There was a time when graffiti signified dereliction and neglect. But no more — not in Bushwick, anyway.
Highfalutin architecture firm ODA — the designers of such refined boxy buildings as the Rheingold Brewery development and planned Pier 6 towers — have chosen to incorporate existing graffiti into the transformation of a dismal Bushwick warehouse into a futuristic-looking 100-key hotel with retail on the lower floors.
Longtime Brooklyn music promoter Todd Patrick (aka Todd P) is getting ready to reopen Bushwick’s Market Hotel, a once-DIY venue at 1140 Myrtle Avenue that was shuttered in 2010 for serving alcohol without a license.
The Landmarks Preservation Commission has called it “an important part of Bushwick’s architectural heritage” — and now it can be yours. The wood-frame Italianate house at 1090 Greene Avenue, built in 1887 and landmarked last year, is on the market for $1,900,000.
Once the home of grocery tycoon Henry C. Bohack, whose eponymous stores used to proliferate in Brooklyn, Queens and Long Island, the house is a “remnant of the days when Brooklyn was filled with wood framed Italianate houses,” Brownstoner’s Suzanne Spellen has written. She cited the “great details here: the columns, and entryway, the finely carved cornice, and the splendid window frames and bays.”
Strings will be attached, unattached and allegorically rhymed about at Alphabet Arts and Bushwick Starr’s fifth annual Puppets & Poets Festival this month.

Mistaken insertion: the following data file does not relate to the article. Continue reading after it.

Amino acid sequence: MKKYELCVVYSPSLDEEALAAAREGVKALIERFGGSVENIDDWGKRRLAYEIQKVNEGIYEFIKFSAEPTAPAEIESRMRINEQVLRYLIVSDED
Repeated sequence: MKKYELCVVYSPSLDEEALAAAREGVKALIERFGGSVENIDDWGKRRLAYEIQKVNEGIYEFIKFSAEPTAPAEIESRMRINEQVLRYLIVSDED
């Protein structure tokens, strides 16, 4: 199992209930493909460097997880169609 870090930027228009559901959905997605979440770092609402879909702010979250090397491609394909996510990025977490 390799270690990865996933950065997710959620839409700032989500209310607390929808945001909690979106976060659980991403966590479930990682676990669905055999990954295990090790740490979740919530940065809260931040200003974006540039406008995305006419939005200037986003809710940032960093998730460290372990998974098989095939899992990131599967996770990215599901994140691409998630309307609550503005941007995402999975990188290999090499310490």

Brooklyn moves too fast to possibly be documented in its entirety, but one resident is taking a stab at recording a little bit of its history through the oral accounts of locals.
Thinks of it as a holiday potluck for your clothing!
Known for his old-school politics and scandalous downfall, Brooklyn native Vito Lopez died at Memorial Sloan-Kettering Hospital on Monday after a years-long fight with cancer. He was 74.
A Bensonhurst-bred Italian-American, Vito Lopez represented a favor-for-loyalty type of machine-style politics where, for a vote, he was known to bring supporters jobs, housing, and health care.
Muscle Boy and The Little Rascals of Palmetto Street. Bushwick, May 1982. © Meryl Meisler Photography
There was a time before Brooklyn became a brand when Bushwick’s key concerns weren’t affordability and displacement but an ever present state of being on fire.
Not everyone could get away with an apartment that feels like a nightclub, but Vikas and Vishal Sapra, brothers as well as roommates, come by the black walls, mirrored bar and bubble chandelier honestly. Vikas is a renowned DJ and founder of the soon-to-launch music app Rippi; Vishal works for a creative and technology agency.
After meeting designer Stefania Skrabak of Art Home Garden while they were all working on an event for the men’s online magazine UrbanDaddy, the Sapra brothers hired her to take their chaotically furnished two-bedroom Bushwick rental to a new level of organization and stylishness.